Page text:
Friday, April 5, 2013

Letting Kids Win


Everyone has been there. You're "racing" an adorable 3-year old and there's no way you're letting them lose. We pretend to lose often to watch a beaming child sore with victory. We enjoy letting them win, all the time. 

Then there comes a time when you decide to play fair and maybe during a simple game of tic-tac-toe you don't let your child win. That beaming child now looks devastated. 

For me, this decision to play fair has come at a cost. It is my suspicion that this price is paid by anyone who decides to have their children experience the natural consequences of losing. My grade-schooler is über-competitive. I have no idea where he picked it up! (okay maybe it was from me). In the past, he'd lose, and the aftermath went like this: kid in tears and parents in lecture mode...

"Be a good sport... Don't cry... You can't win all the time... blah, blah, blah"

As of late, my 6 1/2 yr. son and I play a lot of card games together and my husband challenges him to one-on-one soccer matches. More often than not, my husband and son end up butting heads because my son doesn't win every single match. Granted we still might let him win sometimes, but when we don't a "battle"  usually ensues. 

Here's what's helped me alleviate this battle. While playing a simple game of cards with my son, I first notice his demeanor and catch when he is beginning to get frustrated. I know he's eager to win, but I let the game run its course, and if I win and he begins to cry I kindly feedback his feelings:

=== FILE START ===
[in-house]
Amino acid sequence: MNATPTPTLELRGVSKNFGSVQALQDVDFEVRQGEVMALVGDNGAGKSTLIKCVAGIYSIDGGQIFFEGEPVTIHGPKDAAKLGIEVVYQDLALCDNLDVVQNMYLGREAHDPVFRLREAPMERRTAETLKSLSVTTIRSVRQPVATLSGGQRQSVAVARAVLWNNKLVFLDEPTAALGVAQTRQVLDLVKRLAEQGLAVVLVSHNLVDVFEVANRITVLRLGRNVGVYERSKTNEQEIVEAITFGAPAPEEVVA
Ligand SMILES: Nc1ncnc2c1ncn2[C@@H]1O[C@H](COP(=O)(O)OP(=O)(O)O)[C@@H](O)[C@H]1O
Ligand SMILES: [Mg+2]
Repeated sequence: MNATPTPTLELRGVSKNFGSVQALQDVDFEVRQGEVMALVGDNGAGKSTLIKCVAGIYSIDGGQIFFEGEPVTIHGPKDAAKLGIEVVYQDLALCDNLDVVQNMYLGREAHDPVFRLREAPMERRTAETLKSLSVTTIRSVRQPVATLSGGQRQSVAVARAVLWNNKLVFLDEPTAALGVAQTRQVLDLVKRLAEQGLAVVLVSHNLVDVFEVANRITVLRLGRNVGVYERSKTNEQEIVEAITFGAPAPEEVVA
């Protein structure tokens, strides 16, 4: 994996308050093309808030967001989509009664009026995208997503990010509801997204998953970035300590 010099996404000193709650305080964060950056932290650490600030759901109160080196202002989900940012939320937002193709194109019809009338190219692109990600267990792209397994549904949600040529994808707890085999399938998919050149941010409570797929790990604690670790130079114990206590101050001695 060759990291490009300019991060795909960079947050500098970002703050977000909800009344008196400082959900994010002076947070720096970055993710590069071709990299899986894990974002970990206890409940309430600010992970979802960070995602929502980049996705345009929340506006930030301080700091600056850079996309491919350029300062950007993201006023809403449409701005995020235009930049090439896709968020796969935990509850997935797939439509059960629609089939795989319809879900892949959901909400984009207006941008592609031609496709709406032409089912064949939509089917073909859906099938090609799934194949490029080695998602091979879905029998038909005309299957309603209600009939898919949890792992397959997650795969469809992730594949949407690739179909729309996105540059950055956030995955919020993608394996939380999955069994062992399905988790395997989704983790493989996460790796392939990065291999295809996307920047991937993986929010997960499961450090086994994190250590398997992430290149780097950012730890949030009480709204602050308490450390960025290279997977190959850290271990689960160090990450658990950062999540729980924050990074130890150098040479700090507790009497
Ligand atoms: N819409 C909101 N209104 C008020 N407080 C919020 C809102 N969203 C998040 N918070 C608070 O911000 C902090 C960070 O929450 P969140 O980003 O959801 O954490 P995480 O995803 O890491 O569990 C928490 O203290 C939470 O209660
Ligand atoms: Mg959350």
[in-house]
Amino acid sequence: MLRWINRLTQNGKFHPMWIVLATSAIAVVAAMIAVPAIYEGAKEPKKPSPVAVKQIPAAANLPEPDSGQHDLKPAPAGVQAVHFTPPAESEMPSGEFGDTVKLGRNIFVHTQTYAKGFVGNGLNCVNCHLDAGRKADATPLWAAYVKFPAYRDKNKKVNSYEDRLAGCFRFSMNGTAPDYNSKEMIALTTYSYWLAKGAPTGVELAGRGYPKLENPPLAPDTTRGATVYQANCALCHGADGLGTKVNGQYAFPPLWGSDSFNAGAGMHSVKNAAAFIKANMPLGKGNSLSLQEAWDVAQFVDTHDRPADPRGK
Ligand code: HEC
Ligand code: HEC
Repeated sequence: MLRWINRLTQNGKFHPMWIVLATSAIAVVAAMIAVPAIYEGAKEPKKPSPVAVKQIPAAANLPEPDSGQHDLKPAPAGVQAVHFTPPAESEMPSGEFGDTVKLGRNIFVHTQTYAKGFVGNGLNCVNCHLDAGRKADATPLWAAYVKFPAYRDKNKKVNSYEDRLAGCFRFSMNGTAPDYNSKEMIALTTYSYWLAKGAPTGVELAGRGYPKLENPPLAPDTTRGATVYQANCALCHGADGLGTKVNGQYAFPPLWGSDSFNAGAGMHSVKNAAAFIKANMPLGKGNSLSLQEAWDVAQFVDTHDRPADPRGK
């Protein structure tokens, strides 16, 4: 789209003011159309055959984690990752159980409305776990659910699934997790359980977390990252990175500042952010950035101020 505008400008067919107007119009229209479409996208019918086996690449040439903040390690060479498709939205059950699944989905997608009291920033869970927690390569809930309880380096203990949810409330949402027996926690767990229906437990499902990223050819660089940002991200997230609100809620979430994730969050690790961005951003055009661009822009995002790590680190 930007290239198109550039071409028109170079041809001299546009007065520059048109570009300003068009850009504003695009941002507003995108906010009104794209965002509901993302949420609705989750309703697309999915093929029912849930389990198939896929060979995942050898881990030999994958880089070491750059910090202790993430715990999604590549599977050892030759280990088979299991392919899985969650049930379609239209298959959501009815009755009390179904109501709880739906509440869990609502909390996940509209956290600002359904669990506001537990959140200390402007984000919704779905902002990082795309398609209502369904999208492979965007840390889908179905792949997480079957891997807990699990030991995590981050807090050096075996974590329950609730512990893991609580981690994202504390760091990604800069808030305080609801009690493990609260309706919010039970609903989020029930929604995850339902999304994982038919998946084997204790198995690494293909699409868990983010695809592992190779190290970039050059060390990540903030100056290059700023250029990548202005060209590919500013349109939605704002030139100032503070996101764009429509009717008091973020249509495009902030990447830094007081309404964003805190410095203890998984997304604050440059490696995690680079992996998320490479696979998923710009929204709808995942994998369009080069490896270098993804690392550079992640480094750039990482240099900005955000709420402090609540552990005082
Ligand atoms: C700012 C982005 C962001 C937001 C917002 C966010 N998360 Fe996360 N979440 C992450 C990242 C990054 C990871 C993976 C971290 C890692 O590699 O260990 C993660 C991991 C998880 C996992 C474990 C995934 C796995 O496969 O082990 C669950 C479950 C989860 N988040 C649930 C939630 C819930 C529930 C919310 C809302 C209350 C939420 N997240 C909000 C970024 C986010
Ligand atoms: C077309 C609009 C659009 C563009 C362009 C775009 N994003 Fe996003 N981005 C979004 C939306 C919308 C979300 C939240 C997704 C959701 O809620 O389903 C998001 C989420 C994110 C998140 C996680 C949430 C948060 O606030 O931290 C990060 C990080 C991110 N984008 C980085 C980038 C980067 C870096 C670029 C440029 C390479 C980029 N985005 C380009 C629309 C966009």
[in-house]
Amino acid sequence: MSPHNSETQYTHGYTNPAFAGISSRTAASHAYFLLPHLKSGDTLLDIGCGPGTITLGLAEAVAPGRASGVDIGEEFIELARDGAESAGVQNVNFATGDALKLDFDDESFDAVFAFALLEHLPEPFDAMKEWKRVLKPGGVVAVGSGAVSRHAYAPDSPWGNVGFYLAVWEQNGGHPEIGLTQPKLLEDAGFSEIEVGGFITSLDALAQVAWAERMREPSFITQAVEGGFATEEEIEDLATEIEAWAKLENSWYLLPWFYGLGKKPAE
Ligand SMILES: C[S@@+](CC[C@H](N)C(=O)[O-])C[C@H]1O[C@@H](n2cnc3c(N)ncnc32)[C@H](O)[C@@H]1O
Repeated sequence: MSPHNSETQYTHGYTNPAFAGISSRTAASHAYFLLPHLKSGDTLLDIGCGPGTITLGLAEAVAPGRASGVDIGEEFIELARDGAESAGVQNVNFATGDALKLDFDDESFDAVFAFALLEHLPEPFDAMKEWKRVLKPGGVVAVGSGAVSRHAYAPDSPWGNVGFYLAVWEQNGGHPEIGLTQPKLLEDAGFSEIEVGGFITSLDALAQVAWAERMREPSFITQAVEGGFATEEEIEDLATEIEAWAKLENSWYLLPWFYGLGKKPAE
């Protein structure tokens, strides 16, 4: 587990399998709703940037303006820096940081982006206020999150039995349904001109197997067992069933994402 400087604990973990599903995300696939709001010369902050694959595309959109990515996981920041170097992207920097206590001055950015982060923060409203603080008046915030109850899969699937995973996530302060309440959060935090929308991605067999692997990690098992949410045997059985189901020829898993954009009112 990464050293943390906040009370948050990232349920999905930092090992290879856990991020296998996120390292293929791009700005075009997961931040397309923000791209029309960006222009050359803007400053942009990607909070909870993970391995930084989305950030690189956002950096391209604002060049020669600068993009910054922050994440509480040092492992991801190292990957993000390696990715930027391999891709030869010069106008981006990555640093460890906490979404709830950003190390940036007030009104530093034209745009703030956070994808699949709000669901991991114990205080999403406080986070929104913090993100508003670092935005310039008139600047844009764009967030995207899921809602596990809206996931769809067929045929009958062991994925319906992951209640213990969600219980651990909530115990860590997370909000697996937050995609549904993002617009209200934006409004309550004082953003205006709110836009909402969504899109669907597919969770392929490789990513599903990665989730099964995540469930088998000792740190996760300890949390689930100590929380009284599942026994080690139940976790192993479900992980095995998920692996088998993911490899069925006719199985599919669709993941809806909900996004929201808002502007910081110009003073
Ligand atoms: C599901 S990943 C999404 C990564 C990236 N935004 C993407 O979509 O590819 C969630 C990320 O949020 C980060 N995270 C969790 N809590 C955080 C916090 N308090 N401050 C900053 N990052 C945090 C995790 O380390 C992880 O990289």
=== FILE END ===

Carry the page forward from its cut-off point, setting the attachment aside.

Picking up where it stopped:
"I see you're upset and don't like losing." "This time, I won." "Want to try again?"

Sometimes he composes himself quickly. In fact, the time it takes him to compose himself has gotten shorter and shorter with each so-called "battle." Then sometimes my kindness is met with anger. Then other times it is met with him wiping his tears and wanting to try again. So my son has really come a long way with losing. He is upset when this happens, sure, but he's also grown to accept that losing is natural. 

At two recent school functions my son lost multiple raffles and when he did, I saw how upset he was. But he quietly wiped the creeping tears from his eyes, got himself together and offered his feedback on his own feelings...

"I'm upset mom.  I don't like losing. Maybe I'll win next time?"

I nodded and listened. I reassured him that I get it and we moved on with ease. Losing is a part of life. Suddenly kids realize they're not perfect all the time. This can be challenging for their little minds to handle, but with tender love and care the feelings that come with losing can be explored and valued. Through losing a child can develop coping skills for life and the natural growing pains of life.

What's your take on letting kids win? Letting them lose?

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